+ fieldName.substring(1);

    StringBuffer sb = new StringBuffer();
    sb.append("public ").append(fieldClass.getName()).append(" ")
            .append(getterName).append("(){").append("return this.")
            .append(fieldName).append(";").append("}");
    return CtMethod.make(sb.toString(), declaringClass);
}

private static CtMethod generateSetter(CtClass declaringClass, String fieldName, Class fieldClass)
        throws CannotCompileException {

    String setterName = "set" + fieldName.substring(0, 1).toUpperCase()
            + fieldName.substring(1);

    StringBuffer sb = new StringBuffer();
    sb.append("public void ").append(setterName).append("(")
            .append(fieldClass.getName()).append(" ").append(fieldName)
            .append(")").append("{").append("this.").append(fieldName)
            .append("=").append(fieldName).append(";").append("}");
    return CtMethod.make(sb.toString(), declaringClass);
}

private static CtClass resolveCtClass(Class clazz) throws NotFoundException {
    ClassPool pool = ClassPool.getDefault();
    return pool.get(clazz.getName());
}
}

That’s it!

Using PojoGenerator is quite simple. Let’s generate some POJO, output via reflection all its methods, set and then get some property:

public static void main(String[] args) throws Exception {

Map<String, Class<?>> props = new HashMap<String, Class<?>>();
props.put("foo", Integer.class);
props.put("bar", String.class);

Class<?> clazz = PojoGenerator.generate(
        "net.javaforge.blog.javassist.Pojo$Generated", props);

Object obj = clazz.newInstance();

System.out.println("Clazz: " + clazz);
System.out.println("Object: " + obj);
System.out.println("Serializable? " + (obj instanceof Serializable));

for (final Method method : clazz.getDeclaredMethods()) {
    System.out.println(method);
}

// set property "bar"
clazz.getMethod("setBar", String.class).invoke(obj, "Hello World!");

// get property "bar"
String result = (String) clazz.getMethod("getBar").invoke(obj);
System.out.println("Value for bar: " + result);

}

Executing above will result in the following console output:

Clazz: class net.javaforge.blog.javassist.Pojo$Generated
Object: net.javaforge.blog.javassist.Pojo$Generated@55571e
Serializable? true
public void     net.javaforge.blog.javassist.Pojo$Generated.setBar(java.lang.String)
public java.lang.String     net.javaforge.blog.javassist.Pojo$Generated.getBar()
public java.lang.Integer     net.javaforge.blog.javassist.Pojo$Generated.getFoo()
public void     net.javaforge.blog.javassist.Pojo$Generated.setFoo(java.lang.Integer)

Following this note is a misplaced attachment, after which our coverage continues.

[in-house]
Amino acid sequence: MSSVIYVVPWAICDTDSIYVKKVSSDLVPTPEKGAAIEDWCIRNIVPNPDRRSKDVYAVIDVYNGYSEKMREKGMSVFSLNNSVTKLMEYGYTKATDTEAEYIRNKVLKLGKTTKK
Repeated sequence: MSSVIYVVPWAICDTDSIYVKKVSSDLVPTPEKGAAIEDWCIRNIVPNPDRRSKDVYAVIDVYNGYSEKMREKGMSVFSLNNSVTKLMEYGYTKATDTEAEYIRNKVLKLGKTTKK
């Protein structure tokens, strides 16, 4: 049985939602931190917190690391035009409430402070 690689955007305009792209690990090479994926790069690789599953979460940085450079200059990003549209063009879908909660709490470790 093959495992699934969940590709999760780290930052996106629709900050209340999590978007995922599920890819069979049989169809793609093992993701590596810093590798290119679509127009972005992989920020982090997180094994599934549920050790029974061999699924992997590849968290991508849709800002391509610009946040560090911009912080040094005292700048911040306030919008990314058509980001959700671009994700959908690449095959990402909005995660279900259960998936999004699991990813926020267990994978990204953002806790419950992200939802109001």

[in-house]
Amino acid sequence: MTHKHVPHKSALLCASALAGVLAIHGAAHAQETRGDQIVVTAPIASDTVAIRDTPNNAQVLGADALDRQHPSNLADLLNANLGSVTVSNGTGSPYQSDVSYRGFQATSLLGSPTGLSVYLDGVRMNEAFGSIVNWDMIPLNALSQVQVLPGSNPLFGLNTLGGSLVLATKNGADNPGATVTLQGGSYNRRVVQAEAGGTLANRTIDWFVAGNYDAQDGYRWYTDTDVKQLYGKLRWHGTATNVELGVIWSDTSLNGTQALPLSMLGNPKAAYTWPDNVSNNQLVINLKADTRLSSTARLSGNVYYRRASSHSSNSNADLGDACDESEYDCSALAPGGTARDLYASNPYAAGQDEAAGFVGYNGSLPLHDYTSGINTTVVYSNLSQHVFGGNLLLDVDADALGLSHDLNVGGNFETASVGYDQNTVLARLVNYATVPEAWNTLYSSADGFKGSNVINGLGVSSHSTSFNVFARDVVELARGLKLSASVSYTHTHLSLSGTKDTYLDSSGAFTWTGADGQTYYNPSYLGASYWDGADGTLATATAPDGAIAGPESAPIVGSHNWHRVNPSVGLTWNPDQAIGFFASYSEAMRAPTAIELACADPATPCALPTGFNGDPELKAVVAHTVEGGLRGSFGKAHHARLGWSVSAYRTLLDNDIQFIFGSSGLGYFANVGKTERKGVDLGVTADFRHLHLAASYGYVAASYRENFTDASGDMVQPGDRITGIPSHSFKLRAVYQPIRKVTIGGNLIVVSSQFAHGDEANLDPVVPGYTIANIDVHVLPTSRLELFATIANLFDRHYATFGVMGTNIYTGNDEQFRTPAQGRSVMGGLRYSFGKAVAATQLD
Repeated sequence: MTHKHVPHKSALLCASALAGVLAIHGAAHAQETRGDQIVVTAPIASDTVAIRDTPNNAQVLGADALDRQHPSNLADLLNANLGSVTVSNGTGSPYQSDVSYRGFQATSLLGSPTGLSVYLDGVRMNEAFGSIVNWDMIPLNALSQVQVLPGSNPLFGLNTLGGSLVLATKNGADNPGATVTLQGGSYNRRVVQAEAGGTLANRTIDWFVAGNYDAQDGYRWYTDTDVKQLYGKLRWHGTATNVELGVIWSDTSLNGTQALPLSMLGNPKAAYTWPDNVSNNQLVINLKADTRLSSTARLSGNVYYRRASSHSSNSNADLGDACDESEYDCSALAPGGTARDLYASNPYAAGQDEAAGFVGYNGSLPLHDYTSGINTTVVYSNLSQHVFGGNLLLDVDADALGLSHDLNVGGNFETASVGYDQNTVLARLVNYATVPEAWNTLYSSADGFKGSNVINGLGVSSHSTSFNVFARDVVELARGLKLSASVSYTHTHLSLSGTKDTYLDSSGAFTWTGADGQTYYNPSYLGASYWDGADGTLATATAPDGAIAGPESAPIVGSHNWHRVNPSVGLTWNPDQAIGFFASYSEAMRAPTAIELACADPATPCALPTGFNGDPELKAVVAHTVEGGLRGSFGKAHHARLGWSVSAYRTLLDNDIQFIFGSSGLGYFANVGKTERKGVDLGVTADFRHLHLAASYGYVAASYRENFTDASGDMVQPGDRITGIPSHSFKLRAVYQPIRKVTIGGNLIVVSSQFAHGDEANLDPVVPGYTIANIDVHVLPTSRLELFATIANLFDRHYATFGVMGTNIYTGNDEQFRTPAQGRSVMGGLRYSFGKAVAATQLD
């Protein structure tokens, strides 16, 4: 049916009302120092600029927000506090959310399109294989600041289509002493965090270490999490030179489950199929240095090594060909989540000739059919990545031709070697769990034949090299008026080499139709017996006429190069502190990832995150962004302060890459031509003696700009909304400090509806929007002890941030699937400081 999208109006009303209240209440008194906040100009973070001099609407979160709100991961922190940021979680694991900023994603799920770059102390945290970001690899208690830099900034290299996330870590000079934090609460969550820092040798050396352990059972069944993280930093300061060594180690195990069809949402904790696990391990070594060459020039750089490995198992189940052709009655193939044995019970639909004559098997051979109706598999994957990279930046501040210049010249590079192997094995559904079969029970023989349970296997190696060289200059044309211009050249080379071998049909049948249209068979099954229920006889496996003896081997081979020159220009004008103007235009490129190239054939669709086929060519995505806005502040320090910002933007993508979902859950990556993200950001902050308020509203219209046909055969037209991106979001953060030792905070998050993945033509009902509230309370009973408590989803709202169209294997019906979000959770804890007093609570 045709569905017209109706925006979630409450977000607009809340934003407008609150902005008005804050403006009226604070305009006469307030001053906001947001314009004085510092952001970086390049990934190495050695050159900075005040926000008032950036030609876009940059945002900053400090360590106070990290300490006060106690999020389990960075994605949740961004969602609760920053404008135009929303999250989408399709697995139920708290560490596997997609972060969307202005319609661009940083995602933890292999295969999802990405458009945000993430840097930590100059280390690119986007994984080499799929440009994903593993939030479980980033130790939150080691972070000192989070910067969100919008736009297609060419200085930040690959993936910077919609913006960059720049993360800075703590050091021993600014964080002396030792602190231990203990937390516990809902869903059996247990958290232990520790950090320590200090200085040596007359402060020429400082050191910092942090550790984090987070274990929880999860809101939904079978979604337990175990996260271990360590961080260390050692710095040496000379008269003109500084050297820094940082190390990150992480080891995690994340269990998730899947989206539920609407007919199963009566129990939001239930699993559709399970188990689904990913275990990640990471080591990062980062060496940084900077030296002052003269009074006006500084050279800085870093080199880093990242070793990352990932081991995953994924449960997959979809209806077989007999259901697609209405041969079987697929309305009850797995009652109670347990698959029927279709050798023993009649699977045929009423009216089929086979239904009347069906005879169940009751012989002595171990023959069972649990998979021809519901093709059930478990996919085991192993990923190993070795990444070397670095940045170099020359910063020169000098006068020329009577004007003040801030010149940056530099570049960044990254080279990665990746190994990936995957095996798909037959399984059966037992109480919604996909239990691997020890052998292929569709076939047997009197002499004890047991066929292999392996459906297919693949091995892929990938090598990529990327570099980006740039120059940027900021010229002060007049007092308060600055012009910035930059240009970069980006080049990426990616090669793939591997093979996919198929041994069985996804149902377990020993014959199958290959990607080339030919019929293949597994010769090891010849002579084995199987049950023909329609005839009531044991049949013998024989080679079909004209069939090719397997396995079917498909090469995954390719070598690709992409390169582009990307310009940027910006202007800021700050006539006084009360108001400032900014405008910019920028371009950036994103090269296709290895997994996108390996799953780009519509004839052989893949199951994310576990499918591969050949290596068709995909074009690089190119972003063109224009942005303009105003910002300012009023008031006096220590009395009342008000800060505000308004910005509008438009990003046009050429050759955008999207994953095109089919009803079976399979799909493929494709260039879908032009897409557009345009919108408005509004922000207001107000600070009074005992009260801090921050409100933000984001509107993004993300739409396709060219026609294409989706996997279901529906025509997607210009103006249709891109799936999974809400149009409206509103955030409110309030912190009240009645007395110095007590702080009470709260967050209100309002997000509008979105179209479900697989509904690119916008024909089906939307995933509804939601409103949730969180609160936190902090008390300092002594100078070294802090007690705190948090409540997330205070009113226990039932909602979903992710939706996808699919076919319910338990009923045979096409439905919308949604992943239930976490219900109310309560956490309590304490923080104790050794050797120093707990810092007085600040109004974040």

Value for bar: Hello World!
4
  • @v.ladynev Please have a look sir. I tried this code and it ran successfully but I don't know where the bytecode gone. I mean no physical pojo or .class file was there. Apr 29 '16 at 14:19
  • Tried to serialize the generated class to json string using jackson writeValueAsString and it returned net.javaforge.blog.javassist.Pojo$Generated - Any idea what's going wrong ? Jun 29 '16 at 19:07
  • 2
    This answer is literally copied word by word from here: blog.javaforge.net/post/31913732423/…
    – PureSpider
    Jan 23 '17 at 12:44
  • 1
    @PureSpider yeah, That's why it is mention through a link in the starting of the answer. And the reason I copied it word by word because that link may expire. So yes answer is copied word by word. Apr 27 '17 at 8:11
5

I have used ASM for this in the past. What I like is the ASMifier which can create code to generate a class. e.g. I create a generic POJO in java code with one field of every type in Java and use ASMifier to create the Java code to create this from byte code and used it as a template to generate an arbitary POJO.

As @Michael suggests, you may want to add a non-reflective way to get arbitary fields. e.g.

public Set<String> fieldNames();
public Object getField(String name);
public void setField(String name, Object name);

Why do you want to do this? There are ways you can make use a Map<String, Object> style objects more efficient than using a regular map.

Another approach is to generate the Java source using Velocity and compile the code using the Compiler API. Its a pain to use so I wrote a wrapped for it here Essence JCF The only read advantage to using this approach is that you can easily debug your generated code. (The library has the option of saving the java code to somewhere the debugger can find it so when you step into the generated code)

3
  • Ohh no.. Generating source code and then compile it is not an option for me.. absolutely! I don't want to do any debuggin it is a simple POJO Mar 3 '11 at 8:57
  • Can you provide me a link to an examples for ASM? Mar 3 '11 at 8:58
  • Do you really need the getters and setters? If not using a Map may be simpler. Mar 3 '11 at 8:59
2

What would the caller do with a class that is generated on the fly and which his code therefore cannot know? The only way to access it would be via reflection. Returning a List<String[]> or Map<String, String> would actually be a much cleaner and more usable design.

3
  • Why reflection by himself? The he use supposed to explore the setters and getters of the class [using his own IDE] as if it were a third-part library with JAR file contains only .class files.. correct? Mar 3 '11 at 8:51